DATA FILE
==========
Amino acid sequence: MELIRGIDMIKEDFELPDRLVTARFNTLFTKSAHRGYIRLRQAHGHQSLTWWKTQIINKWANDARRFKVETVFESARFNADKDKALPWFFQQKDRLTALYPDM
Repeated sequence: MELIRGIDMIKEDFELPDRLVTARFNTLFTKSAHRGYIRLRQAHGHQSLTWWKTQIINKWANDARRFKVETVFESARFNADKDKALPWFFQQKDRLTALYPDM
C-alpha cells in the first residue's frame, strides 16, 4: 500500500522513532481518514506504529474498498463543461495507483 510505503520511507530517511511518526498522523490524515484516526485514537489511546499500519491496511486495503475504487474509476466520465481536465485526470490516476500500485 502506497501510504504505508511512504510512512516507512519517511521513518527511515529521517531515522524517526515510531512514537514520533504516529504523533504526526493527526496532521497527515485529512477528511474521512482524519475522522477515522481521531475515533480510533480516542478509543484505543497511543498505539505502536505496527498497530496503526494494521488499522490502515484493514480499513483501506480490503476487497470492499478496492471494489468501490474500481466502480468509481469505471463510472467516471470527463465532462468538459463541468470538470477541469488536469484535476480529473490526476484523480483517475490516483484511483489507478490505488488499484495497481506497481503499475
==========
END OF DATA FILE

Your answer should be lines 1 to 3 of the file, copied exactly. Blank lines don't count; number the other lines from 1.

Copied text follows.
Amino acid sequence: MELIRGIDMIKEDFELPDRLVTARFNTLFTKSAHRGYIRLRQAHGHQSLTWWKTQIINKWANDARRFKVETVFESARFNADKDKALPWFFQQKDRLTALYPDM
Repeated sequence: MELIRGIDMIKEDFELPDRLVTARFNTLFTKSAHRGYIRLRQAHGHQSLTWWKTQIINKWANDARRFKVETVFESARFNADKDKALPWFFQQKDRLTALYPDM
C-alpha cells in the first residue's frame, strides 16, 4: 500500500522513532481518514506504529474498498463543461495507483 510505503520511507530517511511518526498522523490524515484516526485514537489511546499500519491496511486495503475504487474509476466520465481536465485526470490516476500500485 502506497501510504504505508511512504510512512516507512519517511521513518527511515529521517531515522524517526515510531512514537514520533504516529504523533504526526493527526496532521497527515485529512477528511474521512482524519475522522477515522481521531475515533480510533480516542478509543484505543497511543498505539505502536505496527498497530496503526494494521488499522490502515484493514480499513483501506480490503476487497470492499478496492471494489468501490474500481466502480468509481469505471463510472467516471470527463465532462468538459463541468470538470477541469488536469484535476480529473490526476484523480483517475490516483484511483489507478490505488488499484495497481506497481503499475